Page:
"There are books that change your life ... because their content is a revelation which introduces you to a new world. Anti-Italianism: Essays on a Prejudice is undeniably of [this] kind and it has left a deep mark on my soul. I am sure many readers will feel the same way about it." -Tiziano T. Dossena, L'Idea Magazine.
Recommended by the Sons of Italy National Book Club.
"Anti-Italianism ... examines the prejudices that have been directed at Italian Americans in different periods, from the lynchings of the late 1800s, ... to the stereotypes that still today tend to associate individuals of Italian extraction with organized criminality." -- Stefano Luconi, in Il mestiere di storico.
"...the best attempt at dealing with the subject matter comprehensively." -- Niccolò Graffio in Magna Grece.
"... conveys the urgency, topicality and importance of the issues at hand." -- Eleni Liarou, Historical Journal of Film, Radio and Television.
From the Back Cover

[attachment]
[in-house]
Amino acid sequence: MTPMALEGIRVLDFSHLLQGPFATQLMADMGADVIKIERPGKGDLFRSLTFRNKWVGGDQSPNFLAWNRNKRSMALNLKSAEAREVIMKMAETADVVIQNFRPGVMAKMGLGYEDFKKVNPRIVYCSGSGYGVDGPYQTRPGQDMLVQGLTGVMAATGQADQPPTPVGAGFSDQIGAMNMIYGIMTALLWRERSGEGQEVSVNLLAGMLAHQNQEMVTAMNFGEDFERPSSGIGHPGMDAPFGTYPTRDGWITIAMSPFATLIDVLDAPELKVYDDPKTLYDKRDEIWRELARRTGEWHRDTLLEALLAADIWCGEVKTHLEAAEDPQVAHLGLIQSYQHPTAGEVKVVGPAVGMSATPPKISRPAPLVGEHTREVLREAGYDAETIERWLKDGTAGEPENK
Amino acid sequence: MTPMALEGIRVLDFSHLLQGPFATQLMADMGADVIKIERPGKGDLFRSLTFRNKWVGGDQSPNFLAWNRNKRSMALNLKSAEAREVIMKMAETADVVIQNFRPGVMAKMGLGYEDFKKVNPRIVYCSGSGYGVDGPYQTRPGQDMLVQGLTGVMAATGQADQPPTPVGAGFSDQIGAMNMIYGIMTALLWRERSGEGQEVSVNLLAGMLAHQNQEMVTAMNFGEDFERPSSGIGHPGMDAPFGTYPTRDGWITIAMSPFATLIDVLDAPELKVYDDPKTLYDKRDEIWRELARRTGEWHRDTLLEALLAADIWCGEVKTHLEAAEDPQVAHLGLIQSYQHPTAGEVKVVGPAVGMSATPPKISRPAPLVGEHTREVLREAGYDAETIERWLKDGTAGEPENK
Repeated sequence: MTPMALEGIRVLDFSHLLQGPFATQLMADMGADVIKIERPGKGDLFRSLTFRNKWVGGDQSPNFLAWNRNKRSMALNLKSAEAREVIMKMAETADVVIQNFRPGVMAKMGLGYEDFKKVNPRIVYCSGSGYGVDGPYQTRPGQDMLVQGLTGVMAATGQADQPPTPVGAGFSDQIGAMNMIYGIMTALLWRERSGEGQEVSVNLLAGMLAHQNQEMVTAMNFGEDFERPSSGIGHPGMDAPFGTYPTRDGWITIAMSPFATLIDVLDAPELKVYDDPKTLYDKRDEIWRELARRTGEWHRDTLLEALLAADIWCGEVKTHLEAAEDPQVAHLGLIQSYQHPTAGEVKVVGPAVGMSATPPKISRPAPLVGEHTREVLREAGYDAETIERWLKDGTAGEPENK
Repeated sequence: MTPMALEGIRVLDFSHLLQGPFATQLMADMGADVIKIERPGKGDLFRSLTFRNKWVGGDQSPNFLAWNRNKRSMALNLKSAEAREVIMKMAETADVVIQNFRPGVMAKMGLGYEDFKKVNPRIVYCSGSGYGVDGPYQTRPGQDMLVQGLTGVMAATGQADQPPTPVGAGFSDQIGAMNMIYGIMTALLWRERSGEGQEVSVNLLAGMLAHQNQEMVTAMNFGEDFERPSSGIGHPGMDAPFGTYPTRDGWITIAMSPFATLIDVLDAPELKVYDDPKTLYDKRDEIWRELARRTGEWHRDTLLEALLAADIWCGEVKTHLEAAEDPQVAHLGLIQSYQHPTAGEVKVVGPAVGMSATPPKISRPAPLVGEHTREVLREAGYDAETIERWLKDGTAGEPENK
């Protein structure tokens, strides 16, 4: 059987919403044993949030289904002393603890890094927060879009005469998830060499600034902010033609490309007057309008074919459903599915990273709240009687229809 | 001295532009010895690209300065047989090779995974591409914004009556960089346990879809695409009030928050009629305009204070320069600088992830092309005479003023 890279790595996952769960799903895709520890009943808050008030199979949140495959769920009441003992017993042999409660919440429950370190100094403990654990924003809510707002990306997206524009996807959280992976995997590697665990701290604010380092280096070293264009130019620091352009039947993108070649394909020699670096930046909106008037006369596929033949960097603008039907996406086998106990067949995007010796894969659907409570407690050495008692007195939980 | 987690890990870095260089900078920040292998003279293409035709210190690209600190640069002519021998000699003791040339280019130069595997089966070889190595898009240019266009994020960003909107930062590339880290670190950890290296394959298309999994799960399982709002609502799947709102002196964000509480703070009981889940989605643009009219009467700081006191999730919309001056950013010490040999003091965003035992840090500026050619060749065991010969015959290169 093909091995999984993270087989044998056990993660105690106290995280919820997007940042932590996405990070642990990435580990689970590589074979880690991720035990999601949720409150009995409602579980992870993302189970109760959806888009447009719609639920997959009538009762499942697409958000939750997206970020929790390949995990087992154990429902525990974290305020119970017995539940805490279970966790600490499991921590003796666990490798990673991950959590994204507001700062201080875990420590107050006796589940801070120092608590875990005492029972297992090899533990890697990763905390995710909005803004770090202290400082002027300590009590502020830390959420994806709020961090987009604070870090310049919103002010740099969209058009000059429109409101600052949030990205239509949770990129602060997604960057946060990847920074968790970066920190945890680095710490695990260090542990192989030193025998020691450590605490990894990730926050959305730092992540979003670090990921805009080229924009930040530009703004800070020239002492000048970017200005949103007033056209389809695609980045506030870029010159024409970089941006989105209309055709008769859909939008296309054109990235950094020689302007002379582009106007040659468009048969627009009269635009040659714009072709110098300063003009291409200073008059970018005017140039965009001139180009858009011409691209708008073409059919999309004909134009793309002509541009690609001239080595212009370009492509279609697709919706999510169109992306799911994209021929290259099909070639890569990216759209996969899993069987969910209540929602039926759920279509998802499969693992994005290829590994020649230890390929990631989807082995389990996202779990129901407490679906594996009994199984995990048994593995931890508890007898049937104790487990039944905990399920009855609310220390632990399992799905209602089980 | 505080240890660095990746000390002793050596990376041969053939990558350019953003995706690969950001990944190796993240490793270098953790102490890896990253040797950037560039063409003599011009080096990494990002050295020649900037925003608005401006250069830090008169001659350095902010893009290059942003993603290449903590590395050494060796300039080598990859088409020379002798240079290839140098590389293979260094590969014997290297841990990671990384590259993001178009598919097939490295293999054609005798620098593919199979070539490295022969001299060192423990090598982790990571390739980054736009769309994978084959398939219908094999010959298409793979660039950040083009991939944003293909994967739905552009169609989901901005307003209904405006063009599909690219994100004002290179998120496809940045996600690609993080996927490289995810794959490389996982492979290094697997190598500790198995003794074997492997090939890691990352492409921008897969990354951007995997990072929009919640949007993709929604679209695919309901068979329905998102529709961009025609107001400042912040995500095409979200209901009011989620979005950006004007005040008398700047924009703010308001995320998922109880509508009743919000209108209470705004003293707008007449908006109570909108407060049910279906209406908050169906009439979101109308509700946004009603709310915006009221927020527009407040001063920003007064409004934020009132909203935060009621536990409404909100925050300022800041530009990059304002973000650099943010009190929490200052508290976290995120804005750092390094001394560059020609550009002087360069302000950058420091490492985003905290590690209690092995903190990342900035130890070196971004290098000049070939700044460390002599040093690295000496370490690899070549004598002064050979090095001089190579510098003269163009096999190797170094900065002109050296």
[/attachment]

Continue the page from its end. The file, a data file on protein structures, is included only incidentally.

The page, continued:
"From its bold introduction, through its superb research on racism and intelligence testing, to its intensely challenging concluding essay, this stylish collection is by turns deeply historical ... impressively interdisciplinary, and productively combative. United in their themes, but not outlook, the selections offer constant surprises and much food for thought." -- David Roediger, Babcock Professor of History, University of Illinois.
See all Editorial Reviews
"This is one of those rare books that narrate an important and forgotten story--the experience of American anti-Italianism, recounting it in a rigorous and touching manner. Italian Americans must know this story to be aware of how painful it was for their parents and grandparents to be accepted in America. Italians must learn it to know how painful the discrimination is that they now too often inflict on their own immigrants." -- Maurizio Viroli, Professor of Politics, Princeton University, USI, and Collegio San Paolo (Turin).
"At first blush, 'anti-Italianism' seems like a comic punch line, the premise of a Sopranos or Jersey Shore episode.... Yet behind wisecracks about gangsters and 'Guidos' there lies a complex history of pervasive exclusion and persistent stereotyping, of defiant bravado, and habitual self-deprecation... [T]he history of anti-Italian prejudice has much to tell us not only about Italian Americans but also about the past and future of America." -- James T. Campbell, Edgar E. Robinson Professor of United States History, Stanford University.